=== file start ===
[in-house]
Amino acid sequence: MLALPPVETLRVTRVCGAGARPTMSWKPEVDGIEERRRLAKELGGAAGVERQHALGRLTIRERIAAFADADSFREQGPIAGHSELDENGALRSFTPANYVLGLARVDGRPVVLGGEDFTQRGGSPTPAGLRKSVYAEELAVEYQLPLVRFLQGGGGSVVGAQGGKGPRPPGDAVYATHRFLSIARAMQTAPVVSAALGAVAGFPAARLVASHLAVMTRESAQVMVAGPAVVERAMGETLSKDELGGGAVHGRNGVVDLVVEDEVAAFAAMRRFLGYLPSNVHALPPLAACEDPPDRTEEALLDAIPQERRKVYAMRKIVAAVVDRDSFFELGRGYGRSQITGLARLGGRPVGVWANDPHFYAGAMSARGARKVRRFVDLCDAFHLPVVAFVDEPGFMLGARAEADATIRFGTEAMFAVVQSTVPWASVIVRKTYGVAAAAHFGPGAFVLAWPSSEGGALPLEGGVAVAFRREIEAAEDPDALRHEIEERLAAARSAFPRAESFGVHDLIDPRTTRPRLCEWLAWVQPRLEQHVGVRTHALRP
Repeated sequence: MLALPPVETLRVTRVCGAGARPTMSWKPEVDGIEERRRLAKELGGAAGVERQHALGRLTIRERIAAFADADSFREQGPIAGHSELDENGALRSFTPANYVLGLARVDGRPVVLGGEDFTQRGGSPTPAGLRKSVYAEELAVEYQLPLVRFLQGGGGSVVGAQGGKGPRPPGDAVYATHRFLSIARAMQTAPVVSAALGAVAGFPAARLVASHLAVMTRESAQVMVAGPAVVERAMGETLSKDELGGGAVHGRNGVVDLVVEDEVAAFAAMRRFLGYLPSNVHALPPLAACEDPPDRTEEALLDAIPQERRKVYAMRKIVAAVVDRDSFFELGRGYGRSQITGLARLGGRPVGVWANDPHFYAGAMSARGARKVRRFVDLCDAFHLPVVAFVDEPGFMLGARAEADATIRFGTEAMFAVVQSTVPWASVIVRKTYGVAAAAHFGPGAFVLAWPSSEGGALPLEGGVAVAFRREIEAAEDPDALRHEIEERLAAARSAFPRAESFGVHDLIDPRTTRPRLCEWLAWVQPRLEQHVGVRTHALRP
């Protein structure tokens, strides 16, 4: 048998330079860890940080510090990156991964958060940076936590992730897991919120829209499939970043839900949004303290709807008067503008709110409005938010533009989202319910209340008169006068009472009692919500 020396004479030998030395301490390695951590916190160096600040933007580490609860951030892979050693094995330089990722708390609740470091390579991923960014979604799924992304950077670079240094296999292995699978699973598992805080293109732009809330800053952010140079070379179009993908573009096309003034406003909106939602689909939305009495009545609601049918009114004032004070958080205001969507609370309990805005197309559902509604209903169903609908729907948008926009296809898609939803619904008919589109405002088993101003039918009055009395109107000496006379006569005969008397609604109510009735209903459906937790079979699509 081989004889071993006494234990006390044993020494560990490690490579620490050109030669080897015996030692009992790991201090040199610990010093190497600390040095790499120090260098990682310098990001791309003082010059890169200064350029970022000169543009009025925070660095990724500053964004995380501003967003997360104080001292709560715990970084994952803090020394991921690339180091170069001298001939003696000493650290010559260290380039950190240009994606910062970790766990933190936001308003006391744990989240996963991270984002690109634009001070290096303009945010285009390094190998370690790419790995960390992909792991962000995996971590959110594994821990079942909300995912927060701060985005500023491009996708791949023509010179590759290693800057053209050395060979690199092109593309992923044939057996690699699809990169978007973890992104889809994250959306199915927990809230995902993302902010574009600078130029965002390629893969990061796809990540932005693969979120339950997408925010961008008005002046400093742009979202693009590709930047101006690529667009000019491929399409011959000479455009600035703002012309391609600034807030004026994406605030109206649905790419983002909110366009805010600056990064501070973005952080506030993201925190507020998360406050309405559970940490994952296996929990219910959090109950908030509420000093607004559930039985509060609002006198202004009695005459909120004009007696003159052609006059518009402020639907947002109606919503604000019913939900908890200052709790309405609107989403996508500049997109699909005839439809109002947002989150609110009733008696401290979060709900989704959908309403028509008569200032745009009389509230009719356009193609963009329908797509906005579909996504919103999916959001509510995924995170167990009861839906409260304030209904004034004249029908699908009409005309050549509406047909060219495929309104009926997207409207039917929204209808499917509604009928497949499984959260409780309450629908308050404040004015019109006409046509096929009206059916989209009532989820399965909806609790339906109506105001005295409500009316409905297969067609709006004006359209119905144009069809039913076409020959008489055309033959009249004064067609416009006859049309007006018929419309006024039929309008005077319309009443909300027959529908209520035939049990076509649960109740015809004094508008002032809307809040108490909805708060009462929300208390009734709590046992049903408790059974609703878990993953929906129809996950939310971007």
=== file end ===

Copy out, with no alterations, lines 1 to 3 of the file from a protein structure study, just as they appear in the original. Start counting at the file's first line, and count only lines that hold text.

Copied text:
[in-house]
Amino acid sequence: MLALPPVETLRVTRVCGAGARPTMSWKPEVDGIEERRRLAKELGGAAGVERQHALGRLTIRERIAAFADADSFREQGPIAGHSELDENGALRSFTPANYVLGLARVDGRPVVLGGEDFTQRGGSPTPAGLRKSVYAEELAVEYQLPLVRFLQGGGGSVVGAQGGKGPRPPGDAVYATHRFLSIARAMQTAPVVSAALGAVAGFPAARLVASHLAVMTRESAQVMVAGPAVVERAMGETLSKDELGGGAVHGRNGVVDLVVEDEVAAFAAMRRFLGYLPSNVHALPPLAACEDPPDRTEEALLDAIPQERRKVYAMRKIVAAVVDRDSFFELGRGYGRSQITGLARLGGRPVGVWANDPHFYAGAMSARGARKVRRFVDLCDAFHLPVVAFVDEPGFMLGARAEADATIRFGTEAMFAVVQSTVPWASVIVRKTYGVAAAAHFGPGAFVLAWPSSEGGALPLEGGVAVAFRREIEAAEDPDALRHEIEERLAAARSAFPRAESFGVHDLIDPRTTRPRLCEWLAWVQPRLEQHVGVRTHALRP
Repeated sequence: MLALPPVETLRVTRVCGAGARPTMSWKPEVDGIEERRRLAKELGGAAGVERQHALGRLTIRERIAAFADADSFREQGPIAGHSELDENGALRSFTPANYVLGLARVDGRPVVLGGEDFTQRGGSPTPAGLRKSVYAEELAVEYQLPLVRFLQGGGGSVVGAQGGKGPRPPGDAVYATHRFLSIARAMQTAPVVSAALGAVAGFPAARLVASHLAVMTRESAQVMVAGPAVVERAMGETLSKDELGGGAVHGRNGVVDLVVEDEVAAFAAMRRFLGYLPSNVHALPPLAACEDPPDRTEEALLDAIPQERRKVYAMRKIVAAVVDRDSFFELGRGYGRSQITGLARLGGRPVGVWANDPHFYAGAMSARGARKVRRFVDLCDAFHLPVVAFVDEPGFMLGARAEADATIRFGTEAMFAVVQSTVPWASVIVRKTYGVAAAAHFGPGAFVLAWPSSEGGALPLEGGVAVAFRREIEAAEDPDALRHEIEERLAAARSAFPRAESFGVHDLIDPRTTRPRLCEWLAWVQPRLEQHVGVRTHALRP